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Used test: Hyundai Tucson vs Vauxhall Grandland X vs Volvo XC40
As two-year-old used buys, these family SUVs are around £5000 cheaper than new, plus their hybrid tech should save you even more cash over time. But which of our trio should you choose?...
Hyundai Tucson 1.6 T-GDi 230 Hybrid Premium auto
List price when new £34,455
Price today £27,000
Available from 2020-present
The Tucson may have sharp looks and hybrid power, but don't assume practicality has been forgotten
Vauxhall Grandland X 1.6 225 Hybrid Business Edition Nav AT8
List price when new £32,390
Price today £27,000
Available from 2018-present
This plug-in hybrid Grandland X aims to keep running costs low, but does it succeed or underdeliver?
Volvo XC40 B4 R-Design auto
List price when new £35,055
Price today £30,000
Available from 2017-present
While it's the most expensive family SUV here, the XC40 looks suitably premium inside and out
*Price today is based on a 2021 model with average mileage and full service history, correct at time of writing
A jack of all trades is a master of none, but oftentimes better than a master of one. Originally, that was the complete phrase – a compliment rather than a diss, in fact. We bring this up because the best used family SUVs thrive on being multipurpose, being practical and affordable purchases, yet also stylish ones.
The Hyundai Tucson is a keen example, especially in hybrid form. It'll do the sensible stuff, like sipping fuel en route to the family holiday. However, that doesn't mean it plays it safe when it comes to performance and design. It's a similar story with this plug-in hybrid (PHEV) Vauxhall Grandland X as well as this mild-hybrid version of the Volvo XC40.
In a sentence, these three cars want to appeal to your head and you heart simultaneously. At a couple years old, which one does it best, thus satisfying that initial phrase to the fullest? We're about to find out.
Performance, ride, handling, refinement
As the most powerful of our trio, the 227bhp Tucson is, not surprisingly, the quickest in a straight line, taking just 6.9sec to accelerate from 0-60mph. A few years ago, that would have been considered a respectable time for a hot hatchback let alone a family SUV. However, with that much grunt going through just the front wheels, provoking a bit of wheelspin is all too easy when pulling away in cold or damp conditions.
Neither the Grandland X nor the XC40 come close for acceleration, with both taking 7.8sec to reach 60mph – not all that surprising given that the Grandland X weighs more than its rivals due to its larger battery, while the XC40 is down on power by more than 20bhp. With their extra oomph, the Tucson and Grandland X make lighter work of motorway slip roads and B-road overtakes than the XC40, though.
Sadly, all three are hamstrung by rather dim-witted automatic gearboxes. When you ask for a sudden burst of acceleration on the move, the Tucson and Grandland X’s ’boxes need a good second or two to figure out which gear they need to be in before they respond. That's less of a problem in the XC40, especially if you select Dynamic mode, but its foibles materialise around town, where it tends to dither when you’re pulling out of junctions.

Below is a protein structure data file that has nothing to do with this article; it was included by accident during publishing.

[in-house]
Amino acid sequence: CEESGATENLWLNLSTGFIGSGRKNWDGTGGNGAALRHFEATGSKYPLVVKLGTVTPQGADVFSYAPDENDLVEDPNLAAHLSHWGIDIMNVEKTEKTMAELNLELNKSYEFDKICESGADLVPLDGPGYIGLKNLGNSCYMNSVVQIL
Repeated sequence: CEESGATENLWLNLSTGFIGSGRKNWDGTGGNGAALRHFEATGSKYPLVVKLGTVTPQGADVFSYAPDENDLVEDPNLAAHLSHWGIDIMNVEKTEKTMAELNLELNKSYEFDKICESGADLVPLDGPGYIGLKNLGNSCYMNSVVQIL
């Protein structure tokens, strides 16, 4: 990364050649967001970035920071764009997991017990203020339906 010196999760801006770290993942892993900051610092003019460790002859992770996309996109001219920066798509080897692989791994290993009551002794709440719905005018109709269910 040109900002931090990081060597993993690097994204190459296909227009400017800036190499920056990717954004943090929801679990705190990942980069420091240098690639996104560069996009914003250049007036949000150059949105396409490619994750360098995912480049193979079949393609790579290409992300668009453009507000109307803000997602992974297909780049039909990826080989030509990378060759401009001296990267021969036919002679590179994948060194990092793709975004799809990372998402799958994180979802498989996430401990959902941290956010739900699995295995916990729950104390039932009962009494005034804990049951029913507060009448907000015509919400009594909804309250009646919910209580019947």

The Tucson and Grandland X have an inherent advantage over the XC40 in that they can run quietly on electric power around town. In our hands, the Grandland X achieved 23 miles of electric-only running – not bad when you consider the temperature was just 2deg C on the day of our test. When the petrol engine kicks in, it does so relatively smoothly, although it becomes boomy and uncouth at high revs.
The Tucson can do only short bursts in electric mode. After a mile or so, you’ll notice the engine cutting in and out as the car swaps between power sources, but it does so smoothly. The engine is pretty quiet at a cruise, too, but it can sound gruff if you rev it hard and some vibrations filter up through the steering wheel. The XC40’s engine isn’t exactly whisper-quiet, but it’s undoubtedly the smoothest in feel and tone.
The XC40 leads the way in other aspects of refinement. It suffers from the least wind and tyre noise at 70mph, while the Grandland X is the noisiest.
Both the Tucson and Grandland X suffer from an unsettled low-speed ride, but at least the latter starts to settle down a little at motorway speeds. This can’t be said for the Tucson, which is not only fidgety over rough sections of bitumen but also twangs and pings off expansion joints and larger road scars.
Conversely, the XC40 copes brilliantly with undulations at speed, while also isolating you well from potholes in town. And it manages that without the suspension thudding noisily beneath you, as it does in the others. It also has the smoothest brakes (the Grandland X’s are vague and the Tucson’s grabby), making the XC40 the most relaxing urban companion.
None of our trio is going to have you grabbing the keys for an early morning Sunday drive, but the XC40 is the most composed and confidence-inspiring on a country road. Its steering, while light, is accurate, helping you place the car where you want it, plus it leans the least through corners and grips the hardest.
The Tucson isn’t too far behind and is perfectly pleasant to guide down a B-road at a gentle pace. When you push on, you’ll find it doesn’t grip as hard or as evenly front to rear as the XC40 and its steering is a little over-eager, so being smooth on the way into corners isn’t always easy.
That said, it’s preferable to the Grandland X’s vague steering, which fails to inspire confidence at faster speeds. The Grandland X also has the least grip and feels rather top-heavy through quick direction changes.
Next: What are they like inside? >>
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